August 2007 ~ Article by Sarah Dalgleish
The name of your band/act etc:
Kathy Boyd & Phoenix Rising
Where are you from?
Tualatin / Oregon / USA.
Your sound can be described as?
Hard driving original bluegrass/Americana.
Fill us in on the history - where did your band/act start, what
changes and developments have happened along the way and where are you
The band formed a little over two years ago when Kathy Boyd decided it
was time to take things to the next level and form a band with a vision
to go international and a business plan to make that happen. Dennis
Nelson replaced the original guitarist in September of 2006, bringing
the final piece to the puzzle that makes up the unique sound of Kathy
Boyd & Phoenix Rising. All members are songwriters (the band performs
approx 97% original material). Mandolin/fiddle player Tim Crosby and
banjo/Dobro player Tom Tower have performed together for over 30 years!
In early 2007 the band released it’s first CD Burning Down the House to
rave reviews and airplay all over the world (including Mike Kear’s radio
show in Australia!). The song Rhubarb Pie even spent some time on the
“Rhapsody’s Most Listened to Music” list. The CD is available at
In 2007 Kathy Boyd & Phoenix Rising truly went international by
headlining the Sooke River Bluegrass Festival in Sooke, British Columbia
(Canada). The year has seen the band traveling throughout the West Coast
and British Columbia, bringing their original material and high-energy
stage show to audiences at festivals, school assemblies and private
The band is currently in the studio working on new material and looking
towards a more extensive touring season in 2008. They are working with
festivals throughout the United States and Canada towards 2008 bookings,
and are always open for further travels!
"Our goal is to take the music
to wherever people want to hear us."
What’s your earliest memory of developing a passion for music?
(This is Kathy speaking) I grew up in a fairly musical household. We all
– there were five of us – played band instruments and my sister and I
both played piano. I was the church organist by the time I was in third
grade (for a whopping $5 per Sunday, I was rich!). My earliest memory of
developing a passion for entertaining was probably in 7th grade when I
was chosen to sing an Olivia Newton John song for a school program. I
also have spent time in musical theatre and am a public speaker for the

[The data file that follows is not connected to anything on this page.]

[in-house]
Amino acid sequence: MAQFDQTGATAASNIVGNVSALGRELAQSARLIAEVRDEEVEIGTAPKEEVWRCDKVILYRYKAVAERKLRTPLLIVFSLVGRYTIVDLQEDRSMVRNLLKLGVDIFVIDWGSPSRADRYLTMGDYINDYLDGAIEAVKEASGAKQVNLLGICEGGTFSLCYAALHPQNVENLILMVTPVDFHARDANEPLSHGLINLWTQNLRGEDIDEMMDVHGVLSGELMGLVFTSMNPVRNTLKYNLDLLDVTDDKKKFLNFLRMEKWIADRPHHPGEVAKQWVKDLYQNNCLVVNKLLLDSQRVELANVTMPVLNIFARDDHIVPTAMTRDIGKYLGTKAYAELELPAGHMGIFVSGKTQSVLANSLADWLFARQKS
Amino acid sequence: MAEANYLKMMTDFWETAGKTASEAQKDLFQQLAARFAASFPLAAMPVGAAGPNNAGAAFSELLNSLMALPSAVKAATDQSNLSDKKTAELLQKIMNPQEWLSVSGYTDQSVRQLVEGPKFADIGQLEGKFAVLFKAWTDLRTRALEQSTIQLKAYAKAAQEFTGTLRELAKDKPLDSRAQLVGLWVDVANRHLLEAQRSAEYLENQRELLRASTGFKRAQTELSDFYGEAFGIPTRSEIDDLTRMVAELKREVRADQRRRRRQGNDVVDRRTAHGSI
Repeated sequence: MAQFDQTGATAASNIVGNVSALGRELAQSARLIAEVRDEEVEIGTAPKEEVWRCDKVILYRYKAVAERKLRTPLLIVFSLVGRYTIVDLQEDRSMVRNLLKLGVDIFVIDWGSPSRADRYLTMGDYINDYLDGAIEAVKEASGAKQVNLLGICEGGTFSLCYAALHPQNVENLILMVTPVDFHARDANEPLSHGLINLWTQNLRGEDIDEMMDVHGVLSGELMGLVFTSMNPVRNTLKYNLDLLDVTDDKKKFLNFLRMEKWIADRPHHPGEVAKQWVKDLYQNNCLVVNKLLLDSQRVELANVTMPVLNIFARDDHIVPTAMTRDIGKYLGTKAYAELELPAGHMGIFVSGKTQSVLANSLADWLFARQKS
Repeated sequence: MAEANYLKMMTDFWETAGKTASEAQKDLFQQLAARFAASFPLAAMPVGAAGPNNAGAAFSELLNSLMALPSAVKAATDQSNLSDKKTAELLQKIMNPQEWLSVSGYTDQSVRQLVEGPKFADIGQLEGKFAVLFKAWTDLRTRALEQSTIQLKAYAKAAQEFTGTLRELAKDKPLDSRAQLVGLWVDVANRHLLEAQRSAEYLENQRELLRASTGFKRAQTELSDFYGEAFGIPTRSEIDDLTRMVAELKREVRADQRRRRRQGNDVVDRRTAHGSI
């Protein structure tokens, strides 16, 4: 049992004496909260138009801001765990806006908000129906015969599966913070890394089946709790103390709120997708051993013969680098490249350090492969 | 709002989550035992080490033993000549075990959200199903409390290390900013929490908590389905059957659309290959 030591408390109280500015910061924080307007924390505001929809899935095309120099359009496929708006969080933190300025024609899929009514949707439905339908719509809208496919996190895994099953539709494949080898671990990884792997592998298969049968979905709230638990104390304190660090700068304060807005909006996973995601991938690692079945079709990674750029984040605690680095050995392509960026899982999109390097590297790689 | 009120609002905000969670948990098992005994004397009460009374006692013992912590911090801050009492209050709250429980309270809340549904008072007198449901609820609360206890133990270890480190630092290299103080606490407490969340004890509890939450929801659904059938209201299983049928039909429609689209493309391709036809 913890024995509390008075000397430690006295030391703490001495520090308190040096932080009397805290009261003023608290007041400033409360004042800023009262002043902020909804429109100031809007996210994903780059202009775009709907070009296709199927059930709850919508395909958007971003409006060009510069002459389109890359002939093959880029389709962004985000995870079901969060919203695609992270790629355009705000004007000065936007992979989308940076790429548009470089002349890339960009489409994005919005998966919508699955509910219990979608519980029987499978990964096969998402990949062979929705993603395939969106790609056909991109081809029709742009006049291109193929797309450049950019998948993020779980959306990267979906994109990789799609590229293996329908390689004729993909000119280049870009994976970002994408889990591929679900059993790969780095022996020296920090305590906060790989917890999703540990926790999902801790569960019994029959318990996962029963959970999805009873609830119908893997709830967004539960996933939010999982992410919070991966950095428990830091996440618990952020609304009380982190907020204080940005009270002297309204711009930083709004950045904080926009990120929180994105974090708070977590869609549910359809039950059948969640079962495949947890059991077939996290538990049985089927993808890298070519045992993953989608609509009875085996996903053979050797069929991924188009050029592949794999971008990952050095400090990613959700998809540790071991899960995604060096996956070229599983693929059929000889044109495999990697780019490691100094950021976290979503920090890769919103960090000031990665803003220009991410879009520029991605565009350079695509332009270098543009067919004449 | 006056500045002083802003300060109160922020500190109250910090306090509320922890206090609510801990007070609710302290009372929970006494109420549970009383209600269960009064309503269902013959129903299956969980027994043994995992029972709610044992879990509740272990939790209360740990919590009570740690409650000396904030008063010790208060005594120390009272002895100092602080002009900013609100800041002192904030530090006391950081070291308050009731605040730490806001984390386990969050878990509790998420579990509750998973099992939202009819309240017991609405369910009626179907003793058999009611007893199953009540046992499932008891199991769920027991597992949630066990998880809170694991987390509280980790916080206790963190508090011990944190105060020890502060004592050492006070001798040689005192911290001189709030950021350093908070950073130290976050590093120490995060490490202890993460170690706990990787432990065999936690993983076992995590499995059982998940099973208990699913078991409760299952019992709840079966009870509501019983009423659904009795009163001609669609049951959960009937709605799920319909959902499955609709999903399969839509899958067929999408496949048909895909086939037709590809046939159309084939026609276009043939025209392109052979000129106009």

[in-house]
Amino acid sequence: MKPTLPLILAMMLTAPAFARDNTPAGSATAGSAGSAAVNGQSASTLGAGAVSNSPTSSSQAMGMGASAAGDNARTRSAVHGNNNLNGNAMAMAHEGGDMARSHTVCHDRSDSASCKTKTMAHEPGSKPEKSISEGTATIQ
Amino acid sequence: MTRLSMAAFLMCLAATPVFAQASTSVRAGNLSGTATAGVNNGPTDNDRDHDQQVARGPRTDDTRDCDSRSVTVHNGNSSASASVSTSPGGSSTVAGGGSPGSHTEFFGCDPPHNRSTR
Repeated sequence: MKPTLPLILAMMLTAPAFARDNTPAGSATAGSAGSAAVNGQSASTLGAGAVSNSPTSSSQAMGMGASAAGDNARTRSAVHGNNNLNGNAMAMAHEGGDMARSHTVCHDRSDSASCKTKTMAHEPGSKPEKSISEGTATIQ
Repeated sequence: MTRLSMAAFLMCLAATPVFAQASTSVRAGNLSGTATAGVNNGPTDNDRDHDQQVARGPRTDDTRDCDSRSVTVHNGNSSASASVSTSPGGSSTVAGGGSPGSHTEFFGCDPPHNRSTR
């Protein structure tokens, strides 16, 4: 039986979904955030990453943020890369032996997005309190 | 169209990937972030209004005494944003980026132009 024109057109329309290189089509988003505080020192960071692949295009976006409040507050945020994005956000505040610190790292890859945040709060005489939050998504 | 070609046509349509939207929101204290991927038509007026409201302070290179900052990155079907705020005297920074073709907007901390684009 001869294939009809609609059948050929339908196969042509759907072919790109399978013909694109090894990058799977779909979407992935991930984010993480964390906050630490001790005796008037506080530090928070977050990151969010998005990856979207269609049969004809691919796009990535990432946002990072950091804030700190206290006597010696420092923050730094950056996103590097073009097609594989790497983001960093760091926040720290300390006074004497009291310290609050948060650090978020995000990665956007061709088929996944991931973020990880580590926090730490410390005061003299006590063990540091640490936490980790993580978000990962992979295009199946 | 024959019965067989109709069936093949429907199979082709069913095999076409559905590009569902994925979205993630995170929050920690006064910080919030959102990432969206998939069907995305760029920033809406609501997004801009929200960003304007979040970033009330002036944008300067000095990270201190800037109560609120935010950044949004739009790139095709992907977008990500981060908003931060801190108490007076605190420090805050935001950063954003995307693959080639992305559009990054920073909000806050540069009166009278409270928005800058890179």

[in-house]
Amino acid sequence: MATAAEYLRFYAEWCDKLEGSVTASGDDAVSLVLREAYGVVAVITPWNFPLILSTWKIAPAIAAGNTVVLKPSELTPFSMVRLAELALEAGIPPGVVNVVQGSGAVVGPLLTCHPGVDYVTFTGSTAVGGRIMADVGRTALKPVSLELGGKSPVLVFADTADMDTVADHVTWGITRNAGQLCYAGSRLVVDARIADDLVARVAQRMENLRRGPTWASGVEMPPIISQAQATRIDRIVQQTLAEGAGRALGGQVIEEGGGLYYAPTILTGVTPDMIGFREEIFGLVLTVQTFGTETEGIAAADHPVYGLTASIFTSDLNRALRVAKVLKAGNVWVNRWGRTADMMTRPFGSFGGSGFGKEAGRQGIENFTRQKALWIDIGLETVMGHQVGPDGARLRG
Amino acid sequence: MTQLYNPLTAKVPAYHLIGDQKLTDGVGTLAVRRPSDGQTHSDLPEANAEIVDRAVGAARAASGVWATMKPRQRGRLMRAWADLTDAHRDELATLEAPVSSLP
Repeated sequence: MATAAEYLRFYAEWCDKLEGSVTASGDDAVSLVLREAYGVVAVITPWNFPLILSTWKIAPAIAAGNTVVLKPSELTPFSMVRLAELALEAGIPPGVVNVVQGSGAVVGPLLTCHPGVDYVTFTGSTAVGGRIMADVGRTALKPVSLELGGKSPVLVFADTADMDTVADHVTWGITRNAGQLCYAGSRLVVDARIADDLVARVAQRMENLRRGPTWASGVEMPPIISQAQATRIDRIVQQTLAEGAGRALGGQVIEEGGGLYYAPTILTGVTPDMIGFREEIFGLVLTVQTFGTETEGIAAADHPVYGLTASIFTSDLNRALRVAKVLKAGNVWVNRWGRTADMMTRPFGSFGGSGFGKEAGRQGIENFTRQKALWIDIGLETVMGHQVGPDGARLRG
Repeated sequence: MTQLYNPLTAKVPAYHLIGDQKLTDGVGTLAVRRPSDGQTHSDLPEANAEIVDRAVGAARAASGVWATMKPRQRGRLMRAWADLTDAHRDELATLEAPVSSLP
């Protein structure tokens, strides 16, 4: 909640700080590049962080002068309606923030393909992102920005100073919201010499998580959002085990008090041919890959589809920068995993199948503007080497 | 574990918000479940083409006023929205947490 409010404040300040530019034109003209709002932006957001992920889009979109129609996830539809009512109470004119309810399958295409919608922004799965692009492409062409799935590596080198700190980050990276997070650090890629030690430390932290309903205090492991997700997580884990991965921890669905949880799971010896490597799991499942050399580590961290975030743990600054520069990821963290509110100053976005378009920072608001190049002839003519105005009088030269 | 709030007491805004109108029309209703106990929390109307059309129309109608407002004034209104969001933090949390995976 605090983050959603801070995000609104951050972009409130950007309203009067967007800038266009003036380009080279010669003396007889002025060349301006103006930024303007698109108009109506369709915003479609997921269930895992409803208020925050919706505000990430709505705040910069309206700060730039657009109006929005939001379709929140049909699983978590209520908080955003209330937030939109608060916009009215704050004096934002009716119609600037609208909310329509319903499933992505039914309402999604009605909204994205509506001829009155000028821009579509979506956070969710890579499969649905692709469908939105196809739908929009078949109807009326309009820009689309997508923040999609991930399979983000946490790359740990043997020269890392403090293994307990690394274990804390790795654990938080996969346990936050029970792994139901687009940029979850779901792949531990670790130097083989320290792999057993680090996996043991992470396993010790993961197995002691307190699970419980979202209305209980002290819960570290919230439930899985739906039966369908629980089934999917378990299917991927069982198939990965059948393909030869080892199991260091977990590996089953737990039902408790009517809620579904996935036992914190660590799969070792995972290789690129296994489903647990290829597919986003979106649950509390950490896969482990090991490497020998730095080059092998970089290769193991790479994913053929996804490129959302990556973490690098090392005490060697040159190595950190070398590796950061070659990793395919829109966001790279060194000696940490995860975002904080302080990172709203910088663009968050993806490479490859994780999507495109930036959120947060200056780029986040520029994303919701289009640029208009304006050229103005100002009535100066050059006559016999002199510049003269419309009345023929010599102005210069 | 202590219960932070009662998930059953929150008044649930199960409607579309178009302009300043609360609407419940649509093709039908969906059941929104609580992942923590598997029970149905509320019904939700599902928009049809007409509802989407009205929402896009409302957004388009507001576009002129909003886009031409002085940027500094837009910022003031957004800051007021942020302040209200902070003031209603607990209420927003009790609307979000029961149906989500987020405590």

Alzheimer’s Association and Odyssey hospice. Although I believe that
music is what you are, not what you do, it is really the entertainment
aspect of performing that holds my passion.
Your influences (musical, political etc) and why?
Musically, my greatest influences would be the pop of the 70’s and
today’s current country music. The writings and compositions of my
fellow band mates. The band tries hard to work on a sound that is
original and doesn’t sound like anyone else, but you can definitely tell
that Jerry Garcia, Ola Belle Reed and others have snuck into our
What’s your Mum or Dad’s favourite record/song and why do you
My Mom: Rodger Whittaker. I found an old cassette of Rodger a few years
ago and played it until it broke. His rich voice and storytelling
ability should be national treasures!
Most memorable gig you’ve played and why?
Oh, that’s a tough one. The one that comes to mind is a series of
school assemblies we recently did in Goldendale, Washington. The middle-schoolers
treated us like rock stars and wouldn’t let us leave!
What’s the naughtiest thing you and/or the band have gotten up to on
I wouldn’t say that we’re “naughty”, but things have gotten rather silly
after too many days together!
Do you drink? And if so what’s your favourite rock ‘n’ roll recipe?
If you don’t drink would you care to elaborate as to why?
Three of the four of us do drink occasionally. We played a gig for an
Irish family about a year ago and they gave us this HUGE bottle of
Maker’s Mark. We carry it around and it’s the official “band drink” for
after gigs. While in Canada recently they introduced us to Fireball. Now
THAT’S a drink!
What was the first record that you ever owned and tell us the story
of how it came into your possession and why you loved it?
Anne Murray’s Snowbird was my first 45. I don’t remember how I came to
own it, but I played it until it drove my Mom crazy! What did I like
about it? It was mine, I love the low tones of Anne Murray’s singing,
and it was a catchy little tune.
What’s the best thing about the music scene you are involved in and
The people. Plain and simple. I love the interaction and response from
the crowd. I enjoy meeting new people and hearing their stories.
What’s the worst thing about the music scene you are involved in and
The budgets of the folks hiring performers. They have not at all kept up
with the cost of living. In our particular genre of music there are also
a lot of bands who are happy to “pay to play”, which makes it even more
difficult for professionals to make a living.
How did you get involved in the music scene you find yourself in now?
Years ago I led a girls choir and one of the Moms that helped out was a
fiddle player. I started taking fiddle lessons from her and one day she
asked if I would like to join a band. Bam! There I was, smack dab in
Any parting words?
I am blessed to be in a band of true gentlemen who are incredibly
talented. Our families support our goals and ambitions and we are having
fun. My personal goal is to bring these gentlemen the recognition they
so richly deserve for their talents. The fans, promoters, radio
stations, webzines, print publications, etc. who have given us their
attention are so appreciated. The teamwork, the shared vision and the
deep friendships of Kathy Boyd & Phoenix Rising are invaluable. The fact
that we all found each other and LIKE each other is a gift, and we all
plan on riding this ride just as far as it goes!
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